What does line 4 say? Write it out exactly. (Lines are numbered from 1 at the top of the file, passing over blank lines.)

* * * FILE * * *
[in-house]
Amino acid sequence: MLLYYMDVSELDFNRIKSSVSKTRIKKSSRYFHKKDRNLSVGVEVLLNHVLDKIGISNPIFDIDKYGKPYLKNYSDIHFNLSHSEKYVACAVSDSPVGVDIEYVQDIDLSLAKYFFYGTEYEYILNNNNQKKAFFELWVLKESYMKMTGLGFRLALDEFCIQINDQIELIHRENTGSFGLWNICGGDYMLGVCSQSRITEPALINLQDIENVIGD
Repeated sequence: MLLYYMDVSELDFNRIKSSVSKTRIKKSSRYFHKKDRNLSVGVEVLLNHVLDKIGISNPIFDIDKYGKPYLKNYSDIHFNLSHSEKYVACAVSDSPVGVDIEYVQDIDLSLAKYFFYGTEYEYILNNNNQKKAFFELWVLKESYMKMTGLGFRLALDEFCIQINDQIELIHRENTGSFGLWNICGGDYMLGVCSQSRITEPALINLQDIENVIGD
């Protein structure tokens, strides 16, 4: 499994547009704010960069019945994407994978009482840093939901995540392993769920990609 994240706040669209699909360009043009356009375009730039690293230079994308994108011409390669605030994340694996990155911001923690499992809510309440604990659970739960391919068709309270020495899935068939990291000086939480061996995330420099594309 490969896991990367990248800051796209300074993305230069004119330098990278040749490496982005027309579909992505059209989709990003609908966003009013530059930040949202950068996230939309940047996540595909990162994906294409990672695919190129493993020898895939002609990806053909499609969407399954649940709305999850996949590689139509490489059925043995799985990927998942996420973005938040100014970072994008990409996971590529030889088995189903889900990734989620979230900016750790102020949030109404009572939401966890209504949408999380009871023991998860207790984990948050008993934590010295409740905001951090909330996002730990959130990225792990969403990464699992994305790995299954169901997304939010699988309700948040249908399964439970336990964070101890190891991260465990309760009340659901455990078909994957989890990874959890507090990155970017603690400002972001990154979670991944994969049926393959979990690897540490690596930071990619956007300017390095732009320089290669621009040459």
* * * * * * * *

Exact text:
């Protein structure tokens, strides 16, 4: 499994547009704010960069019945994407994978009482840093939901995540392993769920990609 994240706040669209699909360009043009356009375009730039690293230079994308994108011409390669605030994340694996990155911001923690499992809510309440604990659970739960391919068709309270020495899935068939990291000086939480061996995330420099594309 490969896991990367990248800051796209300074993305230069004119330098990278040749490496982005027309579909992505059209989709990003609908966003009013530059930040949202950068996230939309940047996540595909990162994906294409990672695919190129493993020898895939002609990806053909499609969407399954649940709305999850996949590689139509490489059925043995799985990927998942996420973005938040100014970072994008990409996971590529030889088995189903889900990734989620979230900016750790102020949030109404009572939401966890209504949408999380009871023991998860207790984990948050008993934590010295409740905001951090909330996002730990959130990225792990969403990464699992994305790995299954169901997304939010699988309700948040249908399964439970336990964070101890190891991260465990309760009340659901455990078909994957989890990874959890507090990155970017603690400002972001990154979670991944994969049926393959979990690897540490690596930071990619956007300017390095732009320089290669621009040459």